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A bicycle tire has a pressure of $7.00 \times 10^5 \textrm{ N/m}^2$ at a temperature of $18.0^\circ\textrm{C}$ and contains $2.00 \textrm{ L}$ of gas. What will its pressure be if you let out an amount of air that has a volume of $100 \textrm{ cm}^3$ at atmospheric pressure? Assume tire temperature and volume remain constant.
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Final Answer

$6.95 \times 10^5 \textrm{ N/m}^2$

Solution Video

OpenStax College Physics Solution, Chapter 13, Problem 33 (Problems & Exercises) (3:13)

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Video Transcript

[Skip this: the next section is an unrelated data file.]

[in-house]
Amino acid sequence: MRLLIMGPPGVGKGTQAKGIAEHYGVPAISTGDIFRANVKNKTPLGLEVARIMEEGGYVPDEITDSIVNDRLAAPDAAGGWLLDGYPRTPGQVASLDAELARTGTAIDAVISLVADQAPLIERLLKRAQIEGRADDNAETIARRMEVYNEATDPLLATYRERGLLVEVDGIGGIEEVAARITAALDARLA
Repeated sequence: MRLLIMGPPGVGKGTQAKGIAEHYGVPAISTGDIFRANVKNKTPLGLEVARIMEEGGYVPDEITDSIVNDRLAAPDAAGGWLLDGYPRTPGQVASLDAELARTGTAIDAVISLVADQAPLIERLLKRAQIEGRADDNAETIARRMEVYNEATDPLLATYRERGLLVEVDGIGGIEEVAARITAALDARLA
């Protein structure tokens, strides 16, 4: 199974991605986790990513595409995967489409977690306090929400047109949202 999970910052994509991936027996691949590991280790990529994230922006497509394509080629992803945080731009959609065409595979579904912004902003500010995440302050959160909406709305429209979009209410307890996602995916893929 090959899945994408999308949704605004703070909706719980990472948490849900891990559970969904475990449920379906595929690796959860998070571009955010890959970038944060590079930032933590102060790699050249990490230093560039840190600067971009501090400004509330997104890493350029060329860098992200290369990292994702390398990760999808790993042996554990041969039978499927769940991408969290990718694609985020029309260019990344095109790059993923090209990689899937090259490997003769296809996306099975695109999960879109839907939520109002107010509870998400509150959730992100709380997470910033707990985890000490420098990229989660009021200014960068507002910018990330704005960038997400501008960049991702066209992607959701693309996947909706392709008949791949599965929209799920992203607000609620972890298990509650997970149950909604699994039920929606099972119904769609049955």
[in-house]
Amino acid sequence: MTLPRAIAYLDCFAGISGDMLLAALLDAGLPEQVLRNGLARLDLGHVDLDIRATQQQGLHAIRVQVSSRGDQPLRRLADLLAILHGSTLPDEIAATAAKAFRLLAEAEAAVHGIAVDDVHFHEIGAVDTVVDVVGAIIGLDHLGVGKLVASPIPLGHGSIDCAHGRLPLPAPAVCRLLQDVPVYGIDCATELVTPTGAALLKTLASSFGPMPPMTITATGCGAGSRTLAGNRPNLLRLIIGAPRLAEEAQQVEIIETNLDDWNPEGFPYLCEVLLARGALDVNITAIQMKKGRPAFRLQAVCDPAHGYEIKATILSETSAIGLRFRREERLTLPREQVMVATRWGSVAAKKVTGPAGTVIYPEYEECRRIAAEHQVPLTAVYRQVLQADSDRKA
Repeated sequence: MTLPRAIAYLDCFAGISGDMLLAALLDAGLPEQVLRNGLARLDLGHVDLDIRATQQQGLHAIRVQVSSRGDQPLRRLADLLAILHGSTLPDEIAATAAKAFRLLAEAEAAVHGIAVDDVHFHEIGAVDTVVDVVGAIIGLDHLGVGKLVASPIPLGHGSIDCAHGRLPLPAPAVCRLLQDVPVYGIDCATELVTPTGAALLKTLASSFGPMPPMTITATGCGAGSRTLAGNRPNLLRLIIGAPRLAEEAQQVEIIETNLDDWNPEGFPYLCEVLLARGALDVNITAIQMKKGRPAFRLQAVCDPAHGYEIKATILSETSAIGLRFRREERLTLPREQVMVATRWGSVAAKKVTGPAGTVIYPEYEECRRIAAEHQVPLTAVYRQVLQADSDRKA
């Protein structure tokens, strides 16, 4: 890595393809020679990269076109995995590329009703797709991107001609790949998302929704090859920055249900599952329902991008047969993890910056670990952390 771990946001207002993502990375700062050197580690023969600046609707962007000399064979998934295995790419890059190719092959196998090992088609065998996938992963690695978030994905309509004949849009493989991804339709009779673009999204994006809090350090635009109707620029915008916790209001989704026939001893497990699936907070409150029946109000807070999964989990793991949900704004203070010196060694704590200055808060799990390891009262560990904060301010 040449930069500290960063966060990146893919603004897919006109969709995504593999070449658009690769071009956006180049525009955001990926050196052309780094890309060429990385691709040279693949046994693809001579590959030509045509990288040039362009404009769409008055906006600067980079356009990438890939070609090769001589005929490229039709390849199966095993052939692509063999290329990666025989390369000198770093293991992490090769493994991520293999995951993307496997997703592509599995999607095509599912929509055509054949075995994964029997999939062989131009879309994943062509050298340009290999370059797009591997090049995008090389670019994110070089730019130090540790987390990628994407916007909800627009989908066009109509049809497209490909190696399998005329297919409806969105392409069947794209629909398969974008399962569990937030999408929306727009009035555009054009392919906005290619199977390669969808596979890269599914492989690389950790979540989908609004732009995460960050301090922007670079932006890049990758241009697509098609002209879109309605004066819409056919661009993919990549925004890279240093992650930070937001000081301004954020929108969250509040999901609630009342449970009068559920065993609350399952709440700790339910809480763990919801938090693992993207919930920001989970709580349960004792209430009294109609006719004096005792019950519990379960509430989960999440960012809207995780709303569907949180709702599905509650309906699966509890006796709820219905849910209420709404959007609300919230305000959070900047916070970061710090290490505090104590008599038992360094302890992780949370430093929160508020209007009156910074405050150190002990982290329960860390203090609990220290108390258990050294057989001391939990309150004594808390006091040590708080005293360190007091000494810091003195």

This is College Physics Answers with Shaun Dychko. Initially this bicycle tire has a pressure that we're given, we'll call it <i>P one</i>, and some volume, and the volume does not have a subscript because we're told to say that the volume is constant even when some air is let out of the tire, the volume of the tire does not change. So this <i>P one V</i> equals the initial number of moles of air particles in the tire, times the gas constant, times the temperature. The temperature we're told is also constant and so <i>T</i> does not have a subscript. Then after some gas is released, there is a new number of moles <i>n two</i> inside the tire, and then there's going to be a new pressure, we'll call it <i>P two</i>. So our job is to solve for <i>P two</i>. So we need to figure out what <i>n two</i> is. It's going to be the number of moles that were initially inside the tire, minus the number of moles removed. I have a subscript r for removed. The number of moles removed is going to be if you solve this for <i>n</i>, you can divide both sides by <i>r T</i> and you get the pressure of the gas removed, times the volume of the gas removed, and both of these things are given, and divided by <i>r T</i>, T being the temperature of the gas inside the tire. So the pressure of the gas removed is atmospheric pressure and the volume that's removed we're told is 100 cubic centimeters. Then we can also replace <i>n one</i> by rearranging this and we'll say <i>n one</i> equals <i>P one V</i> over <i>r T</i> by dividing both sides by <i>r T</i>. We write that substitution here. So <i>n one</i> is <i>P one V</i> over <i>r T</i>. Then we have a common factor of one over <i>r T</i> multiplied by <i>P one V</i> minus <i>P removed</i> volume removed. This we can plug in for <i>n two</i> in this formula. So I do that on this line. So <i>P two V</i> equals one over <i>r T</i> times <i>P one V</i> minus <i>P r V r</i>, all times <i>r T</i>. These <i>r T</i>'s cancel and then we can divide both sides by <i>V</i>. So divide each term by <i>V</i>. So P two then is <i>P one</i>, cause the V's cancel there, minus the pressure of the gas removed, times the volume of gas removed divided by the volume of gas in the tire. So we have seven times ten to the five Newtons per square meter initial pressure, minus atmospheric pressure times 100 cubic centimeters converted into cubic meters by multiplying by one meter for every 100 centimeters three times. Then divide by two liters which we have to convert into cubic meters in order to be consistent with these units here. So we multiply two liters by one cubic meter for every 1000 liters. We end up with 6.95 times ten to the five Newtons per square meter is the pressure in the tire after 100 cubic centimeters of gas is removed.